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HART practice sessions

Discussion in 'New Riders and Riding Tips' started by Tigress, Jan 17, 2012.

  1. Hi,

    Last week I got my Learners at Stand Upright in Hoppers. I've booked in for a practice session at HART(Somerton) I would like to take a few sessions. Has anyone else done this?

    Struggling with gears and shifting and coordination of everything. Everyone says it's easy but I feel like it's something I should know how to do right away but I don't.

    Any other advice or practicing the skills that I've learnt until I buy my own bike?
  2. That's exactly what you will practise at the session. They'll put out cones for you do ride around and do a few exercises with you. Just tell them what you would like to practise.
  3. Hey Tash, even though I'm one of the inexperienced I have to jump in here. You'll find heaps of people say it's 'easy', when in point of fact if you've never ridden a motorbike before, it's going to be hard. It's hard to concentrate on changing gears, braking, looking around you and that's not even on the road! If you're struggling with changing gears then all of your concentration will be on that to the exclusion of everything else. I learnt off the road, away from traffic and this was invaluable for me. I'm now starting to ride on the road but I've consolidated my changing gears so that I can do it without thinking. My braking is a little on the shaky side but, like you, I'm looking to do some defensive rider training to give me a hand with that. I guess my (personal) best advice to you is to go at your own pace, don't worry about what everyone else says and practice heaps. My 25 years of driving meant squat when it came to riding on the road. All the best.
  4. Aly I think Tash isnt quite up to riding in yet, asm I correct here Tash?
  5. I was talking about the HART practise sessions that she asked about. I have done one.
  6. Learn at your own pace and get the basics of control down pat first. Doing a few instructed sessions is a great idea. You got to the L's stage and if you build up your confidence at your own pace you'll be fine.
    I think sometimes you can listen to too many different people at once and just end up confused. If you follow the HART route then just pay attention to them for now. It isn't a race to get "there" (wherever there actually is).
  7. done a few hart sessions. first was when I switched from a scooter to a bike and wanted to get used to the gears. my wife has done a few for the same reason. did another one last year as I'm crap at slow riding. how good they are depends on who else is there. last time someone was being re-tested so I didn't get much attention. but it was OK as I knew what to do and I mainly wanted to do it on someone else's bike. I think they are good value.
  8. I've completed HART Advanced I and can definitely say that the quality of teaching is solid.
  9. Thanks everyone!

    I booked in for my practice next test week and I will take as many I can until I have enough knowledge to be able to buy my own bike and keep practising in my area, just around the block here and there.

    Before my learners test I had only been a pillion and going on a group ride was so much fun(it's what made me decide to get my licence)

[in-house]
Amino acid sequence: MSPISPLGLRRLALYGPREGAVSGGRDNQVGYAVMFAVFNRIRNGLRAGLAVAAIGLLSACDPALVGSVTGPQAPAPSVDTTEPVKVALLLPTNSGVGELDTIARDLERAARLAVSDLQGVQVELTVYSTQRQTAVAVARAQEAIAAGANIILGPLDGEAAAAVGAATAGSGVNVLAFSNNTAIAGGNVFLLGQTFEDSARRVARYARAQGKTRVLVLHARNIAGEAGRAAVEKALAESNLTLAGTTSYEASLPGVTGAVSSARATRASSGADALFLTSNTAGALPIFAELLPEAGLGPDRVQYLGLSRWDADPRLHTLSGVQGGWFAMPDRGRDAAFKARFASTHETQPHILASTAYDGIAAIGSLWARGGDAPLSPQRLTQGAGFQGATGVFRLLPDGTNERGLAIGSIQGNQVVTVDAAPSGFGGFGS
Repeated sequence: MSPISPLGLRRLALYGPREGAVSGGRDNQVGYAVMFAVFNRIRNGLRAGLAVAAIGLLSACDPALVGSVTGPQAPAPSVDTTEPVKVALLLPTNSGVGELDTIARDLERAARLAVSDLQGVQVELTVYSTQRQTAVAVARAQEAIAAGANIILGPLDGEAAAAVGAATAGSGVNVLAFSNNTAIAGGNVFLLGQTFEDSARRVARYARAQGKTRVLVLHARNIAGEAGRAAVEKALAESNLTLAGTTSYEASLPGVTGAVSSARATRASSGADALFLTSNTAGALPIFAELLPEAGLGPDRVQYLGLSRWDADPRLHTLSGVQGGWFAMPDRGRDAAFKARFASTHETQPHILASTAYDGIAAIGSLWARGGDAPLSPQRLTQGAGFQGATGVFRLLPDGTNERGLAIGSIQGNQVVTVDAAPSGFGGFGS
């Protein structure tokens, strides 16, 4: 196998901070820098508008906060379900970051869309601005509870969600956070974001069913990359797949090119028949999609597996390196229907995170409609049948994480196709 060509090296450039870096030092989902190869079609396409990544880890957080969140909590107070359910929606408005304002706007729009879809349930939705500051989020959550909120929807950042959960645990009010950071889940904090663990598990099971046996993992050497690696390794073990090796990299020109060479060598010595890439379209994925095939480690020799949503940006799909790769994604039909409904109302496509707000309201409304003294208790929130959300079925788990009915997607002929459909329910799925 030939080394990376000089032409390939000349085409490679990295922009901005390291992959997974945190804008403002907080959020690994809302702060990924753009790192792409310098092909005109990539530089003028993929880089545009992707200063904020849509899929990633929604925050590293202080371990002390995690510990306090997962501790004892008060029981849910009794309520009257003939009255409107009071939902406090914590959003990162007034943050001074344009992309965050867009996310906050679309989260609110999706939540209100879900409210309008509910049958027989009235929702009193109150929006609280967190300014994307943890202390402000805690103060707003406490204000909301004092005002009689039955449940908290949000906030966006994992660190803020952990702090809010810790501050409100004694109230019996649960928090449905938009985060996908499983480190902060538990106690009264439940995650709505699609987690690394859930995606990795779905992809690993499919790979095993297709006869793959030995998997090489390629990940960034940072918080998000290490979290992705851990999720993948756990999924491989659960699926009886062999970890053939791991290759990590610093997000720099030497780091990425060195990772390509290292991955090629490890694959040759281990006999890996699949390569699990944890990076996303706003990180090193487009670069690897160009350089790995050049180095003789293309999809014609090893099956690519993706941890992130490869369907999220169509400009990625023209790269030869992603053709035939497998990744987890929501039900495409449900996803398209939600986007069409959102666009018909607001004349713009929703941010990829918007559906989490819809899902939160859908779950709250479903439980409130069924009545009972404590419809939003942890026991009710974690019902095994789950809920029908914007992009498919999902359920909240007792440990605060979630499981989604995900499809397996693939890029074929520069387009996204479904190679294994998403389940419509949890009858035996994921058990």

One of the other students in my course drives a manual and she even had a hard time grasping the gears/clutch/break coordinations.

    I had good balance, leaning and not looking down to indicate etc but while I was riding the instructor told me to go into 2nd gear then my brain went in overdrive......break, break clutch, gear up. Have to learn to do that without thinking about it....I know it's just a matter or going at your own pace, all in good time :)

    Netrider is fantastic(just for the record)!!
  10. hang on....you are breaking when moving from 1st to 2nd? I think you must have misunderstood the instructor there...
  11. When I shift from 1st to 2nd he told me to

    release the throttle
    pull in the clutch and then
    shift gear up

    to downshift he told us to

    break front then break rear
    then pull in clutch and shift gear down
  12. ah okay. I thought you meant you were braking when shifting up gears.
  13. No sorry that was my mistake LOL

    I'll get there :)
  14. Just watch the rear brake when shifting down into the lower gears, don't hit it too hard whilst releasing the clutch. The rear wheel can get slippery while slowing down as all the weight goes to the front
  15. One of the most valuable things I learnt with HART was to preload the shifter. That way when u pull the clutch lever in, it'll click into gear quickly and smoothly. Then release the clutch smoothly :D

    Oh also remember muscle memory - it'll take a couple of hundred shifts before it starts getting easier.
  16. brain overload! hahhaha

    I must admit I did better than I thought I would for a 2 day course and never having ridden a bike before. The instructor was really positive and told me I was improving :) He said I have good posture, I don't look down, I have good focus but the gears and shifting is what I need to work on. I'm proud of what I have achieved so far and even if it takes me many sessions I will persist!

    I will be more comfortable once I complete a few more sessions. I'm enjoying the learning experience.
  17. How tall are you?
  18. 175 cm or 5"9
  19. I did my learners last weekend, have driven a manual car for 15 years and only managed 2 good gear changes 2 days!

    It is difficult with someone watching you, isn't it? There's no substitute for hours of experience on the road, going at your own pace. Do it enough times and the muscle memory will take over.

    You will develop a good sense of gear changes in a manual vehicle (bike or car) by listening to the engine and feeling the speed, even if you're not the one in control.
  20. You wont drop them like I do then :)